The Yule tree was also a tradition long before Prince Albert popularised the Christmas tree for the masses in the 1800s. They represented life in the depths of mid-winter and were often thought to house wood spirits. People brought them into their houses for good luck (giving a place for the wood spirits to keep warm for the winter) and decorated them with food and treats for the spirits too.
Celebrate the light
Winter Solstice celebrates the return of the light and candles were traditionally burnt to bring ‘back the light’ and remind people that the sun would return. We don’t recommend burning real candles in your setting for obvious reasons, but you could create a display of images and pictures if the children draw some or make some craft-candles by rolling up different pieces of coloured paper. You can also make paper lanterns similar to Chinese lanterns using some pieces of coloured paper to create a colourful, light-inspired display.
Celebrate with a circle or sun dance
The Zuni native Americans celebrate Winter Solstice as the beginning of their year with a ceremonial dance called Shalako. It a very spiritual ceremony lasting for a number of days to give thanks, ask for blessing from the gods, and celebrate the sun returning. Other cultures around the world celebrate with other dances, such as the circle dances of English folk dancing. You can lead the children in a traditional circle dance, getting them to hold on to piece of coloured ribbon (as opposed to hands) and dance around a pretend bonfire or the Yule tree. The circle represents togetherness and can also represent the returning sun.
Bake some Yule treats
As a midwinter feast, Yule has its fair share of goodies to tuck into including a chocolate Yule log, plum pudding, and wassail, a traditional apple cider drink. Although wassail traditionally contains alcohol so is not suitable for children, there are non-alcoholic versions you can make too which are quick and easy and contain fruit so are a great way to increase your children’s fruit and vegetable intake. There are some delicious Yule recipes here or a quick search on the internet will bring up many other wonderful winter warmers.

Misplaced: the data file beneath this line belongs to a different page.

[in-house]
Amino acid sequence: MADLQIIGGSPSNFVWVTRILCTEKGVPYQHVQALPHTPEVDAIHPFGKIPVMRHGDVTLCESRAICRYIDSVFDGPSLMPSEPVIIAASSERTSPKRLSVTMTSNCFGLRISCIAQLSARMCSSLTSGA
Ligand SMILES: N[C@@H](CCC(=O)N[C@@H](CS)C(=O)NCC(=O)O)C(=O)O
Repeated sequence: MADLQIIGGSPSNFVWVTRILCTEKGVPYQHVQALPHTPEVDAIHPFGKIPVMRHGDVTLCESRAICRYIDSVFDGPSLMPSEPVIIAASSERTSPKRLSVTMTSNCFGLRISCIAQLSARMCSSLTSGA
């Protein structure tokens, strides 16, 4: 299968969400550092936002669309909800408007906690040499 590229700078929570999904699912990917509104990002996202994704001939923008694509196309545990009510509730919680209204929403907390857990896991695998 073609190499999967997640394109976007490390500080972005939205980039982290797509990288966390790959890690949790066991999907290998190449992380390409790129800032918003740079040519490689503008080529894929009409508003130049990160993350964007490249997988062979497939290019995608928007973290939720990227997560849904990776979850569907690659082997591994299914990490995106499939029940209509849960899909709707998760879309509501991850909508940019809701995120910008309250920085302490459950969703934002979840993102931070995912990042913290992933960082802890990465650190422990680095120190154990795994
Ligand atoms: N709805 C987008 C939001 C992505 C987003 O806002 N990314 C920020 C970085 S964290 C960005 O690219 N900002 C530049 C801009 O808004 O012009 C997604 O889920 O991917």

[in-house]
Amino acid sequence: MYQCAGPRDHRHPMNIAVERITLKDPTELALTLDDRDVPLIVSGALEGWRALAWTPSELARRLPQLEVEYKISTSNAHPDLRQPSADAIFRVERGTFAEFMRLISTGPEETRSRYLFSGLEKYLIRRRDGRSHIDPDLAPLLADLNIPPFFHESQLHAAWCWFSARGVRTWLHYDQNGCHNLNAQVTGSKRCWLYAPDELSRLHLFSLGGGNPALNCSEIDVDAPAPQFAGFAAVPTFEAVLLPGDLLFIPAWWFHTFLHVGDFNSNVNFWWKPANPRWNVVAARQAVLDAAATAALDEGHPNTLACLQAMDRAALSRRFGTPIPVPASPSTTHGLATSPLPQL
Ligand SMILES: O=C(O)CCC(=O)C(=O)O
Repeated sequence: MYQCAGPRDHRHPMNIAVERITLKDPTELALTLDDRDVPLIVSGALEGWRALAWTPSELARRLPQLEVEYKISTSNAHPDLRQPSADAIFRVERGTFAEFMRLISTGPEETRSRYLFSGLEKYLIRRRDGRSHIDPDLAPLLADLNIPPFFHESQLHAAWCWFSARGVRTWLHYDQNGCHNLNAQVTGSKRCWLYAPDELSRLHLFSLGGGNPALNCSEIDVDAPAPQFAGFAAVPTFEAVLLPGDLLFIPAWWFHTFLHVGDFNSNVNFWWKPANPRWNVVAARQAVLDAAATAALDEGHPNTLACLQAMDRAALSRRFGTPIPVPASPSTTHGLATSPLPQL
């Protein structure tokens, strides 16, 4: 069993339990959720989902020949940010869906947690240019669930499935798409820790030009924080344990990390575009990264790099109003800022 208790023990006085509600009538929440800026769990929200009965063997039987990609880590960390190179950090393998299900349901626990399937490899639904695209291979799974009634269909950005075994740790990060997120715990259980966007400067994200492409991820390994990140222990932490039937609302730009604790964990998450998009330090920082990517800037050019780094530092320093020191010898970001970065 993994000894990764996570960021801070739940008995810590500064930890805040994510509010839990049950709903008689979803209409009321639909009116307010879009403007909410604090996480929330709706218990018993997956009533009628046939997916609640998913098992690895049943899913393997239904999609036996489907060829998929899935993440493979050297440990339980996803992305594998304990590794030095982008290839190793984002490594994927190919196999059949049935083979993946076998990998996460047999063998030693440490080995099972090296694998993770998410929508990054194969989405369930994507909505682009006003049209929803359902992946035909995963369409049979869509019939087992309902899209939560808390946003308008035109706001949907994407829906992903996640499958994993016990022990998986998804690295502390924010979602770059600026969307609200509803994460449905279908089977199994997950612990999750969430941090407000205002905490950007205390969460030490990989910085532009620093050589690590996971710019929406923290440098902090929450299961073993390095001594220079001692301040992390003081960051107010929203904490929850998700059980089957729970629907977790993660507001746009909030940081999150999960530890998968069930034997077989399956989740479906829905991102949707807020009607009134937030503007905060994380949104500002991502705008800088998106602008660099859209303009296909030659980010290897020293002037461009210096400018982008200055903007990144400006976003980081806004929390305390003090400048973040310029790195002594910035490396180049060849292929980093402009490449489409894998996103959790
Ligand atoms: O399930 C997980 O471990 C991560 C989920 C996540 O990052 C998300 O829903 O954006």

Create some Yuletide crafts
If you don’t have the facilities to make a real chocolate Yule log, why not make a craft one using the inside of a kitchen roll and some imagination? You can also make some Yule cards, a model of Stonehenge or its equivalent in card, building blocks or paper or anything else you can think of.
Share the love
Winter Solstice celebrates a connection with the natural world, so remember your local nature and make your own bird feeders using nuts, seeds, dried fruit and fat. You can even make them out of cleaned out recycling objects such as old plastic bottles, unused building blocks and old cups and saucers. There are some great ideas here with plenty of different suggestions to keep everyone happy. Remember to put out water for birds in winter too and to break the ice on frozen water to help other wildlife.
We hope you enjoy celebrating Winter Solstice in your setting. Remember to send your photos to us at firstname.lastname@example.org.